1) Anything that continues to make South Park into a game, 2) Zach Levi’s hair, 3) the world premier of Castlevania Lords of Shadow 2 -- Castlevania in the world of today? 4) Marlon Wayans, 5) too many Playstation All Stars commercials, 6) the “new” voice of Lara Croft making an appearance without much of an English accent despite her claiming to be very British, and 7) Ken Levine pushing the release of BioShock Infinite (which looks AMAZING!) further into 2013.
The results, ‘nuff said! And now we roll up the sleeves:
Best Shooter: Borderlands 2?– I never agreed with this game being in this category in the first place. If Borderlands 2 was subjected to Goldeneye’s award system, it would win the “Where’s the hit detection” award every time it is turned on. Don’t get me wrong, I really enjoyed Borderlands 2 and it is worthy of winning Best Multiplayer, but come on! Shooting needs more precision than that.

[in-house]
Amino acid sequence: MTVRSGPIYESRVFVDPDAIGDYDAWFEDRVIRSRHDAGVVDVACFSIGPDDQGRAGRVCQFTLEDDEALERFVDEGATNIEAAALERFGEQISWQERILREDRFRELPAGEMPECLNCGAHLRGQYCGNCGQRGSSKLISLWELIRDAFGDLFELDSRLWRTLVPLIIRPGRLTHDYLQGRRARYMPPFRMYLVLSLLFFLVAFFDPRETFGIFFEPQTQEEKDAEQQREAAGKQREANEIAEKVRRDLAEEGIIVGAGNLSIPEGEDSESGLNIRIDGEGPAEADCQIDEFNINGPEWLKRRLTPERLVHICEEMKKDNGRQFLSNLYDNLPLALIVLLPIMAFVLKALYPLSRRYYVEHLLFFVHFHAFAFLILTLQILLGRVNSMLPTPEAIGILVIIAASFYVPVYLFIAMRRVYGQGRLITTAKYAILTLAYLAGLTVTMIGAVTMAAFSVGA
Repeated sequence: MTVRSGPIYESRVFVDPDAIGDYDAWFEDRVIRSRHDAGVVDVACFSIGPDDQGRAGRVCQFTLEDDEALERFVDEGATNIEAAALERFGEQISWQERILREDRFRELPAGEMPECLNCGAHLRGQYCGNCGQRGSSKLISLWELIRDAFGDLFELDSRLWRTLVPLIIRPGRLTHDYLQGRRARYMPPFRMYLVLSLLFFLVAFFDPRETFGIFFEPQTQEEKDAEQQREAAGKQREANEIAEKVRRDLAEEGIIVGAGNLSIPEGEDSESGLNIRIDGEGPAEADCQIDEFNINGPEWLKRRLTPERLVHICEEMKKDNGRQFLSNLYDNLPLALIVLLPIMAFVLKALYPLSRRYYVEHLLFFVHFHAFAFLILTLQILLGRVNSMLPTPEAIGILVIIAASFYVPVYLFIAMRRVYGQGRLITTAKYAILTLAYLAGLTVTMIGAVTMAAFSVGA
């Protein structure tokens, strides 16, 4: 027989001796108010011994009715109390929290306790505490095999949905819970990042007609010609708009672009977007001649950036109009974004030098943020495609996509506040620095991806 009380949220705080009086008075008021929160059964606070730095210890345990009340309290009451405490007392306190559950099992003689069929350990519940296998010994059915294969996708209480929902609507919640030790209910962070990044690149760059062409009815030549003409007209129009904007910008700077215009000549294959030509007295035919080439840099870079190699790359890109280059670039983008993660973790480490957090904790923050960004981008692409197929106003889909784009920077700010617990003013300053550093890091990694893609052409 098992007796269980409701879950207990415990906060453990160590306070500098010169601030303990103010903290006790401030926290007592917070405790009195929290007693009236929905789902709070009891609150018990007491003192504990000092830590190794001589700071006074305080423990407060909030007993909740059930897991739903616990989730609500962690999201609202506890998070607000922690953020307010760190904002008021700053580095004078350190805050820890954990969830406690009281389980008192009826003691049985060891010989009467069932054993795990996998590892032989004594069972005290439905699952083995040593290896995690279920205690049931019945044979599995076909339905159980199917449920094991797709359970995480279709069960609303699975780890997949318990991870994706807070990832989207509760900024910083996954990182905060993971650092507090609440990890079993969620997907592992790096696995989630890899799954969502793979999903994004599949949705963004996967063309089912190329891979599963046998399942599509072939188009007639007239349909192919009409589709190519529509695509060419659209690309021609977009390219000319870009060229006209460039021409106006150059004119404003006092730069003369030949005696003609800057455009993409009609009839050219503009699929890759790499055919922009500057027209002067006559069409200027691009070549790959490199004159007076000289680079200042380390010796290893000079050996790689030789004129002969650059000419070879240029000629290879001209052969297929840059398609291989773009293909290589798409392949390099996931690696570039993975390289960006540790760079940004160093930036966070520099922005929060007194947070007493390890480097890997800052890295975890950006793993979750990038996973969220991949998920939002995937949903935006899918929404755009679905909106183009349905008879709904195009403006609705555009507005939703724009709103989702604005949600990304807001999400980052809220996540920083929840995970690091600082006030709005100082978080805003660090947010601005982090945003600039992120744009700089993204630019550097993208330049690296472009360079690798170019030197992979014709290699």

Character of the Year: Claptrap?– Ok so I guess this was a bit of a fan favorite and Claptrap is hysterical, but I bring this result up to make a further point regarding Borderlands 2 as a production. What does it say about your game when none of your main characters get considered for this category and the annoying comic relief gets the victory representing all characters for the year of 2012?
Best Individual Sports Game: SSX?– Do we even need stupid categories like this?
Best PS3 and Xbox Games: Journey and Halo 4? – The biggest “no duh” moments of the evening and totally worth mentioning only in passing.
Best PC Game: XCOM: Enemy Unknown? – I’m pretty sure Guild Wars 2 is amazing and XCOM is just pretty fun. I have no explanation for this.
Studio of the Year: TellTale Games?– No.